Flashpoint Year In Review: 2022 Retail Cyber Threat Landscape 

This blog is part of our 2022 Year In Review, an intelligence retrospective highlighting the most significant trends of the past year—plus insight into 2023

December 9, 2022

New year, same tactics

In the US alone, the retail sector accounts for trillions of dollars in transactions each year—and financially-motivated threat actors are eager to get their cut. They leverage weaknesses in stores’ refund and return policies, data breaches, and cyber extortion schemes, among other tactics, to successfully execute an attack. 

With so much at stake for retailers—as well as their partners and the consumers they serve—it’s vital for security and fraud teams to mitigate exploitable vulnerabilities, keep threat actors out, reduce risk, and ultimately, prevent loss. 

The right intelligence can help retailers know what to expect and take the necessary steps to close risk apertures and stop attacks, from ransomware to fraud. The good news is that even though attacks increased in 2022, the tactics, techniques, and procedures (TTPs) that threat actors used are, more or less, remaining the same. In other words, cyber threat actors are not necessarily creating new methods of attack; rather, they’re constantly adapting tried-and-true TTPs in order to bypass new security measures or technology.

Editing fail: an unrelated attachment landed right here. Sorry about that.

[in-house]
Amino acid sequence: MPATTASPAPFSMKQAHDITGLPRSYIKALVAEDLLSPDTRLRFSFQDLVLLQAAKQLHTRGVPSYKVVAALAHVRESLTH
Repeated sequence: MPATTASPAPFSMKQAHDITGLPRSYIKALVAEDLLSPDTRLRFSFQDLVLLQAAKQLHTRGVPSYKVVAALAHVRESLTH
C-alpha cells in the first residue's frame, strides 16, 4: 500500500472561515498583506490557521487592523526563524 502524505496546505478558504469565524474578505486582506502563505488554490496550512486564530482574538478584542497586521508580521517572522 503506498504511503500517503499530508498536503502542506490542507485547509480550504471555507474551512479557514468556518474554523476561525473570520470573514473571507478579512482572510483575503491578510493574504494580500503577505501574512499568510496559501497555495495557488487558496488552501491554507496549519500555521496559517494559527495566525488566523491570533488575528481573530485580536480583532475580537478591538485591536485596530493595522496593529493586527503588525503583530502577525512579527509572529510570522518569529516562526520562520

Here’s how threats to the retail sector played out in 2022.

Refund fraud

There are plenty of ways for threat actors to take advantage of retailers’ return policies, customer service representatives, and third-party affiliates, including payment processors and shipping companies, in order to receive fraudulent refunds for goods. Over the past year, the refund fraud schemes that Flashpoint has observed rely on iterations of already-popular refund fraud methods, tailoring them to be more effective against organizations’ security measures.

Compared to the 2021 year end report on the retail sector, in 2022 there were nearly double the number of mentions of popular refund fraud tactics within Flashpoint’s forum collections, indicating the increasing popularity of fraudulent refund tutorials and services. 

According to a 2021 report by the National Retail Federation (NRF), of the US$761 billion in returned goods over the entirety of 2021, approximately 10 percent ($78.4 billion) were deemed fraudulent. It also noted that the majority of returned items, fraudulent and legitimate, are from online orders. In 2020, the NRF estimated that US$428 billion worth of merchandise was returned, and approximately 5.9 percent ($25.3 billion) was deemed fraudulent. Although statistics are not yet available for 2022, based on this trend, it is likely that the volume and overall economic impact of fraudulent refunds will continue to grow across the United States.